The recent decision of the Supreme Court of Canada refusing to enforce a choice of forum clause in a consumer class action may have implications for shareholder actions or M&A litigation involving dual listed public companies which use US-style exclusive forum by-laws. These by-laws are relatively new to Canada and remain untested.
Exclusive forum by-laws are designed to ensure that shareholder claims relating to governance, internal controls and procedures, allegations of oppression, and breach of duty of care are limited to a single jurisdiction, as chosen by the company. Whether such by-laws will effectively avoid duplicative shareholder actions in multiple jurisdictions remains unknown and the Supreme Court’s decision in Douez v. Facebook, Inc.1 makes the enforcement of such by-laws likely less predictable.
Douez v. Facebook, Inc.
In a 4-3 split decision, the Supreme Court ruled that the forum selection clause was unenforceable and, accordingly, declined to stay the action in British Columbia. While all of the justices agreed on the test to determine the enforceability of the forum selection clause,3 there was disagreement as to its application. While all but one member of the Court agreed that the forum selection clause was prima facie valid, clear, and applicable to the dispute in question, the majority nevertheless held that there were strong public policy factors, including the implications of unequal bargaining present in a consumer contract of adhesion, which militated against enforcement of the forum selection clause.4
Implications for Exclusive Forum By-Laws
In coming to this result, the majority noted that while forum selection clauses are desirable and often enforceable in commercial relationships, consumer relationships are very different and may provide strong reasons not to enforce such clauses (for example, the unequal bargaining power of the parties and the lack of ability to negotiate with the corporation, even as they agree to relinquish significant rights). In overriding the forum selection clause, the Supreme Court appears to have weighed public interest concerns more heavily than commercial concerns, including certainty of contract.
While the application of this case is particularly significant in the consumer context, parallels could certainly be drawn in the shareholder action context, where shareholders individually have little bargaining power or voice in respect of corporate actions. In the corporate and securities context, it may be that the courts will find compelling public policy reasons to deny enforcement of such by-laws. These public policy considerations could include whether by-laws ought to be viewed as contractual in nature as between a company and its shareholders, an issue for which there is no clear authority in Canada. This consideration may take on particular importance where the shareholder had no knowledge of, or opposed, the adoption of an exclusive forum by-law.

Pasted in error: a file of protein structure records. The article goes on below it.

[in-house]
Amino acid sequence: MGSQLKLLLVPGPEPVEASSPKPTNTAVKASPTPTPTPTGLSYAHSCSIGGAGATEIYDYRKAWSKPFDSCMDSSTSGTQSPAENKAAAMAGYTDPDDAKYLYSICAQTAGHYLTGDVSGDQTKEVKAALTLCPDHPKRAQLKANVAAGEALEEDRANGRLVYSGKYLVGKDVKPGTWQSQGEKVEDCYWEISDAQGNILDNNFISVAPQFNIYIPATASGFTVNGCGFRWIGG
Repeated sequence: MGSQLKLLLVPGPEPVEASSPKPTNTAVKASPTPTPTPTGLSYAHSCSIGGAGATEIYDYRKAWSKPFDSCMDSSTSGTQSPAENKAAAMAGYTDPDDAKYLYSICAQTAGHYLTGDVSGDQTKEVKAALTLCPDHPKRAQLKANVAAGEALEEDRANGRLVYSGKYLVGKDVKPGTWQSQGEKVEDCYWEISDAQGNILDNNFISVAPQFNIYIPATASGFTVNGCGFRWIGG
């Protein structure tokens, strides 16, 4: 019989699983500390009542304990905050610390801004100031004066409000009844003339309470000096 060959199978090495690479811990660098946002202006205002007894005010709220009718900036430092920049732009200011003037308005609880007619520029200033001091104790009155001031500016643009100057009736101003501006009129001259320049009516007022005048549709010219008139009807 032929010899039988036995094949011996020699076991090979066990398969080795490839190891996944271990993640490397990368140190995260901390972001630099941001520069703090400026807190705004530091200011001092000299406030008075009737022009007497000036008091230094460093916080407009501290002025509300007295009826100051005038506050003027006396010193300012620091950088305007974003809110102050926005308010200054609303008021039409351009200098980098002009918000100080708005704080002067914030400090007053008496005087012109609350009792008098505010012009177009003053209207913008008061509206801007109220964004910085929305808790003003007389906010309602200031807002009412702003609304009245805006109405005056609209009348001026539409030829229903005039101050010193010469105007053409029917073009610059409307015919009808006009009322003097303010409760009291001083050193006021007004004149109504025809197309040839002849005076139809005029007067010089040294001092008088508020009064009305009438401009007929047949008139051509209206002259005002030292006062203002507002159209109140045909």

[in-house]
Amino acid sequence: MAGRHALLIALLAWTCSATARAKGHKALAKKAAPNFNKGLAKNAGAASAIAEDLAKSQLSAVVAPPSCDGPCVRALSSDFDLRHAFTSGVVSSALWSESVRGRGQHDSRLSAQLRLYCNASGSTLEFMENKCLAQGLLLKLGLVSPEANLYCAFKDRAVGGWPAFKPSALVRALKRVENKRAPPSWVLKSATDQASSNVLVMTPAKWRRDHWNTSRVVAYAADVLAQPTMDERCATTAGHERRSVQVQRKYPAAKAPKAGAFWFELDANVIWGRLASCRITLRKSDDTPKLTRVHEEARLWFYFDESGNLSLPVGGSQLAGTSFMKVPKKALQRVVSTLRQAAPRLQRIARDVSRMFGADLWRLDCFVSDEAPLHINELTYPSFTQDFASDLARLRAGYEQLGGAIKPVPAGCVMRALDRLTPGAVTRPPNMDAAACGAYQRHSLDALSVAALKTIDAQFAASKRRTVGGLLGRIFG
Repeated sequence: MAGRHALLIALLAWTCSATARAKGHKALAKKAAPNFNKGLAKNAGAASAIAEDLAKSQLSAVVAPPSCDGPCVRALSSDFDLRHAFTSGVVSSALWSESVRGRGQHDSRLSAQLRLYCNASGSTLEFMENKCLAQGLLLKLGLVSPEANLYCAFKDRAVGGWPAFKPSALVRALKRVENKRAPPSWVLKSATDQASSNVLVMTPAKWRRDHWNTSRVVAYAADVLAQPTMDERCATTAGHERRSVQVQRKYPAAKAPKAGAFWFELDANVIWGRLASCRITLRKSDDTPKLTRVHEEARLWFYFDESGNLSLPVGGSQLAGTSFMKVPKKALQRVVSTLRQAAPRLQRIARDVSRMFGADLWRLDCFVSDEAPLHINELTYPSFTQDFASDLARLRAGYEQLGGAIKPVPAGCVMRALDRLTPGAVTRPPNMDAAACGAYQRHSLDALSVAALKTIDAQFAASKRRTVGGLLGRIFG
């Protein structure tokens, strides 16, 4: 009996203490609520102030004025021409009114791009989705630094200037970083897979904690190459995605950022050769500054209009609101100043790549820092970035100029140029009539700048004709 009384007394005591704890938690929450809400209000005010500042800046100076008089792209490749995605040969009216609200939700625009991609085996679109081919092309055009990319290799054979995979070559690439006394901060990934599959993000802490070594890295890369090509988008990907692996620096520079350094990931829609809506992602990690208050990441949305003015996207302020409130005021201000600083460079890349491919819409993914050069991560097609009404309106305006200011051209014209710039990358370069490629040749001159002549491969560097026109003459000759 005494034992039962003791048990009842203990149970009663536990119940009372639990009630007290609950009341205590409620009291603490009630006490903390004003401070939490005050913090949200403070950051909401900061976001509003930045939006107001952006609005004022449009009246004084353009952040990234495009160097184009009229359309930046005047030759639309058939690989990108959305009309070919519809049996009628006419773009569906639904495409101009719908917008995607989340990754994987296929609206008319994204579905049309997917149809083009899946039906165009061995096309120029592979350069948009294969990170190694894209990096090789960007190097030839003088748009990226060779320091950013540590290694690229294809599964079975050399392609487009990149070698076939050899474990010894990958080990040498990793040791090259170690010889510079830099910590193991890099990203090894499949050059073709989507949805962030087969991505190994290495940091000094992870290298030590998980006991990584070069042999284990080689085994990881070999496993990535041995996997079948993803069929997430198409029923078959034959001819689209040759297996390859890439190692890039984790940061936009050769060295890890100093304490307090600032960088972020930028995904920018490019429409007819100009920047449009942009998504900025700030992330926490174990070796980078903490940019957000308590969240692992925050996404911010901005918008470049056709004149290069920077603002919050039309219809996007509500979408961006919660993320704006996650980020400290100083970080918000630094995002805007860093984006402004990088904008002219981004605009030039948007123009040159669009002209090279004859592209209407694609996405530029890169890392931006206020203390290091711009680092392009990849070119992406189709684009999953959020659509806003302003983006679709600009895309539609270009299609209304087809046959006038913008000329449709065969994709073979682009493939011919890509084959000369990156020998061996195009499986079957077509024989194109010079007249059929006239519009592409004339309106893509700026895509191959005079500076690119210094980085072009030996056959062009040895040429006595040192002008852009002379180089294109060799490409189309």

Accordingly, securities market participants should be aware that exclusive forum by-laws may not entirely foreclose the possibility of multiple proceedings, as would-be plaintiffs may be emboldened by Douez to commence proceedings (including class actions) in their own jurisdiction, rather than in the jurisdiction set out in such a by-law. In particular, Canadian or US corporations that use exclusive forum by-laws, which is increasingly common, should anticipate the risk that Canadian investors may seek to have their litigation heard in a particular domestic or foreign jurisdiction of their choosing despite such by-laws.
Securities market participants should also be aware of the role that legislation may or may not play in the assessment of an exclusive forum clause. In Douez, although the British Columbia Privacy Act conferred jurisdiction on the British Columbia Supreme Court to resolve matters brought under that statute, the Supreme Court held that there was nothing to suggest that the provision in question was also intended to override forum selection clauses.
As such, in other shareholder actions, such as oppression claims initiated in the context of a merger, acquisition, or other transformative transaction, an exclusive forum by-law may be upheld notwithstanding conferral of jurisdiction on a particular court pursuant to statute, provided that the statutory provision conferring jurisdiction does not appear designed to oust such a clause. On the other hand, where legislation creates a statutory right of action, such as secondary market liability claims under s. 138.1 of the Ontario Securities Act, an exclusive forum by-law may not be enforced if the courts view such an action as necessarily tied to the jurisdiction in question.
In any case where an exclusive forum by-law is challenged, would-be defendants should be prepared to demonstrate that public policy does not militate toward denying enforcement and that there are other factors connecting the cause of action to the jurisdiction set out in the exclusive forum by-law, including the enforceability of a judgment obtained in that jurisdiction. Until the precedential effect of Douez is better understood following application by the lower courts, exclusive forum by-laws cannot be relied on to foreclose entirely the possibility of multiple proceedings against a corporation.
For further information regarding the exclusive forum by-laws or if you have any questions, please contact Wendy Berman, John M. Picone, Kate Byers or any other member of our Securities Litigation Group.
1 2017 SCC 33 [Douez].